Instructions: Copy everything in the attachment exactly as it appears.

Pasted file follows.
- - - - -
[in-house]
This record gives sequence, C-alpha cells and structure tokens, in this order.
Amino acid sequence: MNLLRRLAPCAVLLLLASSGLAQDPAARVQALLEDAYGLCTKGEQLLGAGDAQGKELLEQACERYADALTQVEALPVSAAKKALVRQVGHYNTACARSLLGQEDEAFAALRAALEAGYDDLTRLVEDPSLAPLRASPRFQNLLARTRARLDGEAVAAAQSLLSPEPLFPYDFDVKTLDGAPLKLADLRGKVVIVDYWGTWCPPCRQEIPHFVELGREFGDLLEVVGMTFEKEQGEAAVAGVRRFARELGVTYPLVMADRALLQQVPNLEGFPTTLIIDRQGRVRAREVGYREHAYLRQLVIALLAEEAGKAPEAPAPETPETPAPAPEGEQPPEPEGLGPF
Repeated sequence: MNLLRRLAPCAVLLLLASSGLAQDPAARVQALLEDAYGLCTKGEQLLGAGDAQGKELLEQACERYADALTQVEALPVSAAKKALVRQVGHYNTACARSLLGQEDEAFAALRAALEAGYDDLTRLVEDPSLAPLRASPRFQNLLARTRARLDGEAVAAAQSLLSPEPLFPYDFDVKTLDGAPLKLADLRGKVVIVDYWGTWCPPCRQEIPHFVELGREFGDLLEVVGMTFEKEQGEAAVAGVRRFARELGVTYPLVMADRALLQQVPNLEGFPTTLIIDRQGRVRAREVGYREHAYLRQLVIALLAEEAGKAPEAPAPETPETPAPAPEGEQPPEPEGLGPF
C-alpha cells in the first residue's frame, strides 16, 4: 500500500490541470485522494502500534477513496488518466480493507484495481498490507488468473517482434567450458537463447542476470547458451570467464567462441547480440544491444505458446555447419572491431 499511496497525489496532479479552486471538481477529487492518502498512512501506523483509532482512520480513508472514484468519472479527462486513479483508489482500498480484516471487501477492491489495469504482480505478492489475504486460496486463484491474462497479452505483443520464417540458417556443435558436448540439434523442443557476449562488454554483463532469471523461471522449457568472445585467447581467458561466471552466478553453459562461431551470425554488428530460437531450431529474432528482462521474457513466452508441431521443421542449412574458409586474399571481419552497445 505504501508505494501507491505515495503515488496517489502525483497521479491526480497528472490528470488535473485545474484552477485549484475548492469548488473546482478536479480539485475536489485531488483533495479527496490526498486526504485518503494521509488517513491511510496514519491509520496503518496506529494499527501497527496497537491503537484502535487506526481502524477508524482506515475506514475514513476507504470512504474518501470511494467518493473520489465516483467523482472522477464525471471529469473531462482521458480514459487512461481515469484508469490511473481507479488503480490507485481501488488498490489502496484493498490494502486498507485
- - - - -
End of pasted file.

[in-house]
This record gives sequence, C-alpha cells and structure tokens, in this order.
Amino acid sequence: MNLLRRLAPCAVLLLLASSGLAQDPAARVQALLEDAYGLCTKGEQLLGAGDAQGKELLEQACERYADALTQVEALPVSAAKKALVRQVGHYNTACARSLLGQEDEAFAALRAALEAGYDDLTRLVEDPSLAPLRASPRFQNLLARTRARLDGEAVAAAQSLLSPEPLFPYDFDVKTLDGAPLKLADLRGKVVIVDYWGTWCPPCRQEIPHFVELGREFGDLLEVVGMTFEKEQGEAAVAGVRRFARELGVTYPLVMADRALLQQVPNLEGFPTTLIIDRQGRVRAREVGYREHAYLRQLVIALLAEEAGKAPEAPAPETPETPAPAPEGEQPPEPEGLGPF
Repeated sequence: MNLLRRLAPCAVLLLLASSGLAQDPAARVQALLEDAYGLCTKGEQLLGAGDAQGKELLEQACERYADALTQVEALPVSAAKKALVRQVGHYNTACARSLLGQEDEAFAALRAALEAGYDDLTRLVEDPSLAPLRASPRFQNLLARTRARLDGEAVAAAQSLLSPEPLFPYDFDVKTLDGAPLKLADLRGKVVIVDYWGTWCPPCRQEIPHFVELGREFGDLLEVVGMTFEKEQGEAAVAGVRRFARELGVTYPLVMADRALLQQVPNLEGFPTTLIIDRQGRVRAREVGYREHAYLRQLVIALLAEEAGKAPEAPAPETPETPAPAPEGEQPPEPEGLGPF
C-alpha cells in the first residue's frame, strides 16, 4: 500500500490541470485522494502500534477513496488518466480493507484495481498490507488468473517482434567450458537463447542476470547458451570467464567462441547480440544491444505458446555447419572491431 499511496497525489496532479479552486471538481477529487492518502498512512501506523483509532482512520480513508472514484468519472479527462486513479483508489482500498480484516471487501477492491489495469504482480505478492489475504486460496486463484491474462497479452505483443520464417540458417556443435558436448540439434523442443557476449562488454554483463532469471523461471522449457568472445585467447581467458561466471552466478553453459562461431551470425554488428530460437531450431529474432528482462521474457513466452508441431521443421542449412574458409586474399571481419552497445 505504501508505494501507491505515495503515488496517489502525483497521479491526480497528472490528470488535473485545474484552477485549484475548492469548488473546482478536479480539485475536489485531488483533495479527496490526498486526504485518503494521509488517513491511510496514519491509520496503518496506529494499527501497527496497537491503537484502535487506526481502524477508524482506515475506514475514513476507504470512504474518501470511494467518493473520489465516483467523482472522477464525471471529469473531462482521458480514459487512461481515469484508469490511473481507479488503480490507485481501488488498490489502496484493498490494502486498507485